Everyone’s point-of-view is what drives creativity and game-changing projects. In addition, people should learn how to network properly. Women have a tough time with this, but we need to dig deep and understand that we are experts in our positions, and we got here given our hard work and commitment. We have something that we can bring to the table, and we should own it and share it with other women aspiring to be leaders.
I had the pleasure of interviewing Laura Brandao. Laura’s vision of bringing families home has become the foundation of the culture at AFR. For the past 12 years she has developed a mindset within the company to make it the personal responsibility of each employee to bring the families of AFR’s lending partners home. This is an unconventional, yet effective way to do business within the wholesale lending market — one that sets Brandao apart from the rest. With more than two decades of experience in the mortgage industry, Laura brought the Wholesale division to AFR in 2007 and became an AFR partner in 2009. She began with AFR as Director of Operations in 2007, moved to Executive Vice President, followed by Chief Operations Officer, and is now President. Laura is the driving force that has catapulted AFR Wholesale to the top of Manufactured Home, One-Time Close and Renovation lender in the USA. She has seamlessly rolled out new products based on market demand, including VA renovation, USDA repair escrow and One-Time Close construction to permanent loans for FHA, VA and USDA. Laura’s hands-on approach also propels AFR to remain on the cutting edge of technology with mobile-friendly applications that cohesively integrate the borrower, realtor, broker and AFR. Laura is a 2019 Best 50 Women in business award winner, a current member of the NY Forbes Business Council, HousingWire’s 2018 “Women of Influence” and named one of “Mortgage Banking’s Most Powerful Women” by National Mortgage Professional. She was also one of Mortgage Professional America’s “Hot 100 Mortgage Professionals” in 2017, and an “Elite Women of Mortgage” in 2014, 2016 and again in 2017. Laura is also actively engaged with a number of organizations and initiatives including the Association of Independent Mortgage Experts.
Thank you so much for doing this with us! Can you tell us the “backstory” about what brought you to the Banking/Finance field?
When choosing a career in banking/finance, you either fall into it by accident, or were led to the opportunity via a mentor. For my story, I accidentally found myself in this industry and can honestly say it was the best decision I made for my career. When I was a young mom — not even 20 — I was married and a stay-at-home caregiver to my son. As much as I loved (and still do love) being a mom and spending time with my son, I felt that there was a void that was missing when it came to my professional growth. After some research, I was able to find a flexible position that gave me the opportunity to work in the evening. The position was in telemarketing focused on residential mortgages. The first campaign that I worked on was cold-calling homeowners in the tri-state area to peak their interest in refinancing, which would generate leads for the loan officers. Once I dove deep into this position, I found myself excelling more rapidly that I would have imagined and was promoted to a supervisor at the company’s call center. After five years, I was able to help grow the telemarketing department to 200 positions.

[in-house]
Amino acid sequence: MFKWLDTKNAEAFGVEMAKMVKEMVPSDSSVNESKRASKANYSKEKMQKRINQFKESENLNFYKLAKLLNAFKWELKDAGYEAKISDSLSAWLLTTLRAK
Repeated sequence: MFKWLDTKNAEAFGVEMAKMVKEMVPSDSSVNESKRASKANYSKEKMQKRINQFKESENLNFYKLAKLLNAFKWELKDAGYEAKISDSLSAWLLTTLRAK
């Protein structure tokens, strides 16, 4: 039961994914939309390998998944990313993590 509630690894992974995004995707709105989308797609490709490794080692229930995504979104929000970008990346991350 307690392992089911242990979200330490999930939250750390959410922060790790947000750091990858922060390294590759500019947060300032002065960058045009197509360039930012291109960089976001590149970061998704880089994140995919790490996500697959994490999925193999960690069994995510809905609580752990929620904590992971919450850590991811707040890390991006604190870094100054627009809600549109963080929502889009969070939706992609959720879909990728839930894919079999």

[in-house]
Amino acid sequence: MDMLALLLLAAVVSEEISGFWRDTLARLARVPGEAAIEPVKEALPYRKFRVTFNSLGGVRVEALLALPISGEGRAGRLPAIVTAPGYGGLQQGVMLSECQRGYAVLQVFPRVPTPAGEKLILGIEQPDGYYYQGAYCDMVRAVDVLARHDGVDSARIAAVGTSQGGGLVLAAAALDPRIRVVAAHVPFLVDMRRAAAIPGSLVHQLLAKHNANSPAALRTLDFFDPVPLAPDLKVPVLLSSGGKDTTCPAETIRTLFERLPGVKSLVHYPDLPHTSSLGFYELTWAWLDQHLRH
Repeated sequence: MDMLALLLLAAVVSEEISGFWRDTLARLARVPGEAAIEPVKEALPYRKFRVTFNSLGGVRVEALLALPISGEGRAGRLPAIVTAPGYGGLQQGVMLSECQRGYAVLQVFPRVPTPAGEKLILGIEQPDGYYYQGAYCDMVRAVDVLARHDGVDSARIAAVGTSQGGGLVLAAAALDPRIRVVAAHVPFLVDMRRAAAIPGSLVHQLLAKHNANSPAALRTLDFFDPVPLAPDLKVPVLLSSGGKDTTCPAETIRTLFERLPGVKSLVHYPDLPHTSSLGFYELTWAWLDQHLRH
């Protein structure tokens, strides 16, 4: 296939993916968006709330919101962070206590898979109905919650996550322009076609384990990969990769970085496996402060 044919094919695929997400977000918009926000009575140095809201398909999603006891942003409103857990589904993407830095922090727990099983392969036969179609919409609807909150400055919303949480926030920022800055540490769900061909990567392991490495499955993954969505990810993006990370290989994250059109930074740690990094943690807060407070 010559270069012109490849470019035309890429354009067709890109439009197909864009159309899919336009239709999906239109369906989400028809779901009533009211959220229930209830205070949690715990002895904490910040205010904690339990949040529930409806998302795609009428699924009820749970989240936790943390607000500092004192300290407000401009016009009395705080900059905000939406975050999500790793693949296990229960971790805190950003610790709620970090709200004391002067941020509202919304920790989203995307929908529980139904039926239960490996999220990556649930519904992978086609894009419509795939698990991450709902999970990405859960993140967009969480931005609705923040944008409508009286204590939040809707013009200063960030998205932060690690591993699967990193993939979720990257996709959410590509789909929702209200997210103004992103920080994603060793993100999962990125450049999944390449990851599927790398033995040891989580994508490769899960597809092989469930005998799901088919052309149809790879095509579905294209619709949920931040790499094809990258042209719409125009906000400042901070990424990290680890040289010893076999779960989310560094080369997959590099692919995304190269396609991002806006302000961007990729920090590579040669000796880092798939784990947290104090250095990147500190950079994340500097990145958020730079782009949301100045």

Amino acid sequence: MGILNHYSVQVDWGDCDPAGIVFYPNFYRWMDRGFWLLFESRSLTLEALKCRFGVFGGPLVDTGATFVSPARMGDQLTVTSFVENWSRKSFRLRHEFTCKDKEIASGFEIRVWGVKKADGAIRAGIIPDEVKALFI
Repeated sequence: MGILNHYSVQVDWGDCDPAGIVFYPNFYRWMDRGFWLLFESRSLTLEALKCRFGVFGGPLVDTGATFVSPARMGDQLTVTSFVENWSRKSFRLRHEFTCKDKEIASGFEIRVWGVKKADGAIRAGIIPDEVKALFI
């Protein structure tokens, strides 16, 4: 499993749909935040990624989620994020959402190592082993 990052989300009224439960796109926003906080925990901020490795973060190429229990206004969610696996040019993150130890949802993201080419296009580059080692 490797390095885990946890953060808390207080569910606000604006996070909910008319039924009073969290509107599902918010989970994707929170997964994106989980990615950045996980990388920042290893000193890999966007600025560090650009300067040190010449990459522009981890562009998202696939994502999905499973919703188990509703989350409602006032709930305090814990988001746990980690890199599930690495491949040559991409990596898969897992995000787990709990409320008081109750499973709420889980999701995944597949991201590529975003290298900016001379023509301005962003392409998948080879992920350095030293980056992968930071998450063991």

Shortly after building my credibility within the industry, I wanted to find other ways to grow within my career, in addition to a more structured schedule. I was able to obtain a position at a mortgage company, which gave me the opportunity to build and manage an inside sales team. As the team began to grow, we started generating business that was too much for our processing team to handle. I took this as another opportunity to grow my skill-set and began teaching myself how to process and underwrite loans, which would support our inside sales team workflow. Within seven months of being in this position, I became the Chief Operating Officer, all by the age of 27.
By the year 2007, I was given the opportunity (to build from scratch) the Wholesale Division at American Financial Resources. I began as a director and over the course of my 12 years, I became the first woman partner/owner and president of the company.
Can you share with our readers the most interesting or amusing story that occurred to you in your career so far?
The most interesting story that’s occurred in my career thus far was the development of the wholesale division at American Financial Resources (AFR). During the subprime mortgage crisis, many companies were going out of business, which directly affected employees with multiple lay-offs. I knew that I had to figure out another avenue to ensure my security. I decided to reach out to a big wholesale lender, whom I knew, and asked them for help. Given my conversation with them, I was introduced to the Chief Executive Officer (CEO) of AFR; a company that just recently became a correspondent lender. The CEO had brought the idea to me about opening up a wholesale division and wanting me as the lead/creator. With the enticement of having a role that I got to mold into my own, the other part was that this position was compensated via commission only. I kept this in mind given that I was in my early 30s, had a family with small children and a mortgage. With that all in mind, and several conversations with my family, we all agreed that this was an opportunity that I couldn’t pass up. So, I took on this challenge and began creating an entirely new wholesale division for AFR.